Friday, February 17, 2012

The Warmest Place to Hide

Connant stopped at the bend in the corridor. His breath hissed suddenly through his throat. “Great God – ” The revolver exploded thunderously; three numbing, palpable waves of sound crashed through the confined corridors. Two more. The revolver dropped to the hard-packed snow of the trail, and Barclay saw the ice-ax shift into defensive position. Connant’s powerful body blocked his vision, but beyond he heard something mewing, and, insanely, chuckling. The dogs were quieter; there was a deadly seriousness in their low snarls. Taloned feet scratched at hard-packed snow, broken chains were clinking and tangling.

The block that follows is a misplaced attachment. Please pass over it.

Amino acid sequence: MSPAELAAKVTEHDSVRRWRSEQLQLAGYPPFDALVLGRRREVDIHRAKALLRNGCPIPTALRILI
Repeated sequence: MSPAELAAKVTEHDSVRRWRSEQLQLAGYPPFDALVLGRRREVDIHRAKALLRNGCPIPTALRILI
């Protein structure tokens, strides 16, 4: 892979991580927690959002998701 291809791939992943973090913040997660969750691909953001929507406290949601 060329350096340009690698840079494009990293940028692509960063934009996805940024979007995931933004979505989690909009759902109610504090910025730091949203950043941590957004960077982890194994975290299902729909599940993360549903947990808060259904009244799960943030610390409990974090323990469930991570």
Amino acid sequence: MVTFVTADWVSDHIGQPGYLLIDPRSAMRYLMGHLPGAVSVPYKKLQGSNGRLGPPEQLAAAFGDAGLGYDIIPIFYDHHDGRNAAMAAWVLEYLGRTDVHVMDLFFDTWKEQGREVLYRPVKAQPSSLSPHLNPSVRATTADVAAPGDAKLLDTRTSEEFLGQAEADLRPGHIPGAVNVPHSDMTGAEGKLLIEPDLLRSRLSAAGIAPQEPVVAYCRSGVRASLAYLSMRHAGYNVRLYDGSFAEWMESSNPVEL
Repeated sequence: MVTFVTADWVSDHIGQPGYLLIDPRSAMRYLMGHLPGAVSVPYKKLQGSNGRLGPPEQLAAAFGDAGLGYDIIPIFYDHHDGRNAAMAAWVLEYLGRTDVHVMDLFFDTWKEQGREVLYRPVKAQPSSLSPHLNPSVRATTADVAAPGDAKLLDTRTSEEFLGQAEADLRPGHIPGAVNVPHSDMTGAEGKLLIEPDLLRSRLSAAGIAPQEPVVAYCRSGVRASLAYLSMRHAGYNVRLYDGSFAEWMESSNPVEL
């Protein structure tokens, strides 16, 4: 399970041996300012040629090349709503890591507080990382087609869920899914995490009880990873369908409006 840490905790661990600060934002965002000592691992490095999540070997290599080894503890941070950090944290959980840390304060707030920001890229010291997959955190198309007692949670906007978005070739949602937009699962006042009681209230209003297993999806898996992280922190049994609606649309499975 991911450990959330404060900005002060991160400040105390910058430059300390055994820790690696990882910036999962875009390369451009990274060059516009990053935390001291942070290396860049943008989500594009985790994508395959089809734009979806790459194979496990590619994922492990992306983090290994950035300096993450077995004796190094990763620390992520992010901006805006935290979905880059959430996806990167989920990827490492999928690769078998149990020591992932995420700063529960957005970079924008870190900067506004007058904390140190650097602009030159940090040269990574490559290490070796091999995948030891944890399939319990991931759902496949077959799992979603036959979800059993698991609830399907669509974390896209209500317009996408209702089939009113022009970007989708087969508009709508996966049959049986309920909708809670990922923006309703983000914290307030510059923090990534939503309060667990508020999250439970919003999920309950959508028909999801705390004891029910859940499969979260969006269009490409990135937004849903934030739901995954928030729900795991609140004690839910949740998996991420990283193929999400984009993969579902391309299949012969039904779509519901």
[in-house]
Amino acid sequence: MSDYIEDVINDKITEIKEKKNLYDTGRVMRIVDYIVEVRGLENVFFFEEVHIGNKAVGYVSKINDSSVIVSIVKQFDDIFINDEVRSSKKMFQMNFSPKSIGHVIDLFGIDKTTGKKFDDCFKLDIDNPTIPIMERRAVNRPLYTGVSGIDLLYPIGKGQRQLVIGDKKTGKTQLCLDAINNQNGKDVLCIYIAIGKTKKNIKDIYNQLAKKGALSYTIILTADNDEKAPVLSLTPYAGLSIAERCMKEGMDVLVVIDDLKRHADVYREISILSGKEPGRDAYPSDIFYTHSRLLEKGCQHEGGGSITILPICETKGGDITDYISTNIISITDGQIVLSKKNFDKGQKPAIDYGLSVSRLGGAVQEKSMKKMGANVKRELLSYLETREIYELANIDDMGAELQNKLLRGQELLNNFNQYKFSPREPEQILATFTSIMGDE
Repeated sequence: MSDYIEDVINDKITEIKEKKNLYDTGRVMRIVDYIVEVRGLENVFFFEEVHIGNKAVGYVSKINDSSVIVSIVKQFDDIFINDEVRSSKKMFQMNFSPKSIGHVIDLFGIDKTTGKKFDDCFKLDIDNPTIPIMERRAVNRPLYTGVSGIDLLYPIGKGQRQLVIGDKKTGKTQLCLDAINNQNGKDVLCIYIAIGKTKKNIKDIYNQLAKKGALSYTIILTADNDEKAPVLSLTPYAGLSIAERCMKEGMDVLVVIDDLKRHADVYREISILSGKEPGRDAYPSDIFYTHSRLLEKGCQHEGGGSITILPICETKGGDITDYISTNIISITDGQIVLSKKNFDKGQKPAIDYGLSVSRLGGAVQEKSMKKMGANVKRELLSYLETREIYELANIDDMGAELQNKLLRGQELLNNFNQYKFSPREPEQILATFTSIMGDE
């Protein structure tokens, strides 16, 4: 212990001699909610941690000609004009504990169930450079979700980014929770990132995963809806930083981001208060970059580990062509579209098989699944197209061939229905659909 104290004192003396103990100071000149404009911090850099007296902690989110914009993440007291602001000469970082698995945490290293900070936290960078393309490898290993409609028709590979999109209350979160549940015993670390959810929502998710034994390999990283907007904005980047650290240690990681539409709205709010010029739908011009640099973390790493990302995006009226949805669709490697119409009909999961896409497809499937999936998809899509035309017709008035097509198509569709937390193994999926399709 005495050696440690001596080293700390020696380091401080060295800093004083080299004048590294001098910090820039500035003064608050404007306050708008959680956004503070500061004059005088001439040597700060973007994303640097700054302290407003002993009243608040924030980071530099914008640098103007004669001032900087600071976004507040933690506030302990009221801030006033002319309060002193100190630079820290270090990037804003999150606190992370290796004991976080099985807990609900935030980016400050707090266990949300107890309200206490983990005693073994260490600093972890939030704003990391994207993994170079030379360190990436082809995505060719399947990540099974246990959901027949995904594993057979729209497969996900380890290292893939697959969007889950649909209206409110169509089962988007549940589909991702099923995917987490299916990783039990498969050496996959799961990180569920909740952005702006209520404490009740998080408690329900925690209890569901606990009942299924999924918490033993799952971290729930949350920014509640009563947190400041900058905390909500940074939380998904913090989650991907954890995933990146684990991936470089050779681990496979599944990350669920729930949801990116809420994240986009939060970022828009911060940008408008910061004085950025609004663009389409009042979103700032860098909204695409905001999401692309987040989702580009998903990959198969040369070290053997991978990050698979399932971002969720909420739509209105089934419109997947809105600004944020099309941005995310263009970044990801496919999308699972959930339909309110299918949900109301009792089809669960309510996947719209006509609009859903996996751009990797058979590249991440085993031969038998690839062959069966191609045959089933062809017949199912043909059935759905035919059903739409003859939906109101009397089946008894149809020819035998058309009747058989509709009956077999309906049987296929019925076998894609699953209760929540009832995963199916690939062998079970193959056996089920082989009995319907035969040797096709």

Connant shifted abruptly, and Barclay could see what lay beyond. For a second he stood frozen, then his breath went out in a gusty curse. The Thing launched itself at Connant, the powerful arms of the man swung the ice-ax flatside first at what might have been a hand. It scrunched horribly, and the tattered flesh, ripped by a half-dozen savage huskies, leapt to its feet again. The red eyes blazed with an unearthy hatred, an unearthly, unkillable vitality.

--John W. Campbell, "Who Goes There?"